At least 15 die in Iraq suicide attacks

Insurgents step up campaign to undermine security, raise tensions

December 05, 2004|By Liz Sly | Liz Sly,CHICAGO TRIBUNE

BAGHDAD, Iraq - At least 15 people died in suicide bombings in Baghdad and Mosul yesterday as insurgents stepped up their campaign to undermine Iraq's security forces and sow ethnic tensions before elections scheduled for next month.

Suicide attackers in two vehicles killed at least eight people in a huge explosion at a police station in the heart of Baghdad, and seven members of a Kurdish militia group died when a suicide bomber rammed their minivan in the northern city of Mosul.

Elsewhere in Iraq, two U.S. soldiers and two members of the multinational coalition were killed in separate attacks, bringing to more than 40 the number of dead in two days of intensified violence in Iraq.

In the first strike of the day, two suicide bombers simultaneously detonated separate vehicles outside a Baghdad police station opposite the entrance to the fortified Green Zone, the U.S. military said.

The explosions could be heard for miles and shattered windows in government ministries and offices inside the zone.

The police station is directly opposite the main checkpoint leading into the Green Zone, the closely guarded enclave in the heart of Baghdad that houses the U.S. Embassy and the offices of Iraq's interim government. The area was crowded with employees arriving for work at the time.

The Health Ministry did not release a total casualty figure for the attack, but a spokesman at Yarmuk hospital, where many of the victims were taken, said eight died and 38 were injured.

It was the second attack in two days to target police in Baghdad, adding to fears that the insurgents are shifting their campaign against the fledgling Iraqi security forces from Mosul back to Baghdad after a period of near calm.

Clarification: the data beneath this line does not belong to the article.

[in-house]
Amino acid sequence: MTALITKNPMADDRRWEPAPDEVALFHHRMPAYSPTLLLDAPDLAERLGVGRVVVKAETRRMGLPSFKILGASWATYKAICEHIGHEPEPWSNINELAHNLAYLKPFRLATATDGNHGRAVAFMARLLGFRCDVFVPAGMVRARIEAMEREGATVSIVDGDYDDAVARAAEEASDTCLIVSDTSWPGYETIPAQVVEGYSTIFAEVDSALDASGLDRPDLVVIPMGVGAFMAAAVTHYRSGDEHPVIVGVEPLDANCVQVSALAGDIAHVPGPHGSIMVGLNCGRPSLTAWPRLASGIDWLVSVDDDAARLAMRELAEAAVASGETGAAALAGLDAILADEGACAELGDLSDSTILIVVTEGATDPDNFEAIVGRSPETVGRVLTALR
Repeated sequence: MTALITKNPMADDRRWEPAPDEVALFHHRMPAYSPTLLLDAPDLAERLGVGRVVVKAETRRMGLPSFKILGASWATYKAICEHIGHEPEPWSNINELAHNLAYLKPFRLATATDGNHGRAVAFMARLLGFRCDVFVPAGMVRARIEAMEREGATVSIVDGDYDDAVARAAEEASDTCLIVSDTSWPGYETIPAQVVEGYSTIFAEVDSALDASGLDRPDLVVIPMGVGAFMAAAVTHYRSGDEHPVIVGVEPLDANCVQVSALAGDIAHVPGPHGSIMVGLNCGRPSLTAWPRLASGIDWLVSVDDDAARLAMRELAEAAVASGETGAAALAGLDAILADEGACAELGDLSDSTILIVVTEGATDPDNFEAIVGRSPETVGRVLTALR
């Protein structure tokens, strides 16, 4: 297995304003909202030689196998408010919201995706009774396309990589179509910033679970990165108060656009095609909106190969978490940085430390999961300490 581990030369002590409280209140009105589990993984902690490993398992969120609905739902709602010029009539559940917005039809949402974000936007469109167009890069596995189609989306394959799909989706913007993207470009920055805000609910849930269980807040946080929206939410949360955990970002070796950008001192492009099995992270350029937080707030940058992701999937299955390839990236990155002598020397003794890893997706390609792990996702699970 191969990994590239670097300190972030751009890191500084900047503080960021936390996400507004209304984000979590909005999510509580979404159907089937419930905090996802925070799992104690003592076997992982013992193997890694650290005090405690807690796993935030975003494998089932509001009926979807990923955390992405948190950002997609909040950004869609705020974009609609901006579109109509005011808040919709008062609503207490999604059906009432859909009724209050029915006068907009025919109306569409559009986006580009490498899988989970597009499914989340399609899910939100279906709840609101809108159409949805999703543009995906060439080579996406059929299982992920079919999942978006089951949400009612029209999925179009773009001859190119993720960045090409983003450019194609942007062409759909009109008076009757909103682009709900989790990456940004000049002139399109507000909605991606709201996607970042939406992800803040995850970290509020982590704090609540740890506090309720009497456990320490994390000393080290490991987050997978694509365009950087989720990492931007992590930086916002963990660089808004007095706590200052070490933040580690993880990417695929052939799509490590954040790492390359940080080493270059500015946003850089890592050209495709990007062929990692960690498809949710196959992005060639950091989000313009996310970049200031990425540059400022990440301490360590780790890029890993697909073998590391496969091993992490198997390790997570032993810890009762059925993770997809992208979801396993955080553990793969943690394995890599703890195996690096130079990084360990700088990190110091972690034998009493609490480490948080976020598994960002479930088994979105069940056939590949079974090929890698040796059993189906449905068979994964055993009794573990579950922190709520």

It was also the second major suicide bombing in two days, suggesting the insurgents have recovered the capacity to stage large-scale attacks in the capital after the loss of their former stronghold in Fallujah, about 40 miles west of Baghdad.

On Friday, 16 police officers died when their station was briefly overrun by insurgents in southwestern Baghdad, and 14 people were killed in a suicide bombing against a Shiite mosque in the Sunni neighborhood of Azamiyah.

Later yesterday, a suicide bomber rammed a car into a minivan carrying members of the Kurdish militia in Mosul, where ethnic tensions have been rising between the northern city's Kurdish and Arab communities. Reports from the city said at least seven militiamen belonging to the pro-U.S. Patriotic Union of Kurdistan were killed in the blast.

U.S. commanders suspect many rebel fighters who escaped the assault on Fallujah have regrouped in Mosul. The U.S. military said yesterday that it had quelled what appeared to be a small uprising Friday by insurgents who attacked four police stations and briefly seized control of the streets.

Concerns are rising that the campaign targeting Iraq's fledgling security forces will inhibit plans to hold elections on schedule Jan. 30. The attacks against Shiites and Kurds also raised fears that ethnic tensions will deepen as the election date approaches.

Insurgents continued to target U.S. forces as well. One American soldier died and five were injured when a roadside bomb detonated in eastern Baghdad, and another U.S. soldier died and one was injured in an explosion near Baqouba, north of Baghdad, the military said.

On Friday night, two servicemen with the multinational forces in Iraq were killed in a suicide attack against a military base near Iraq's border with Jordan.

The Chicago Tribune is a Tribune Publishing newspaper.

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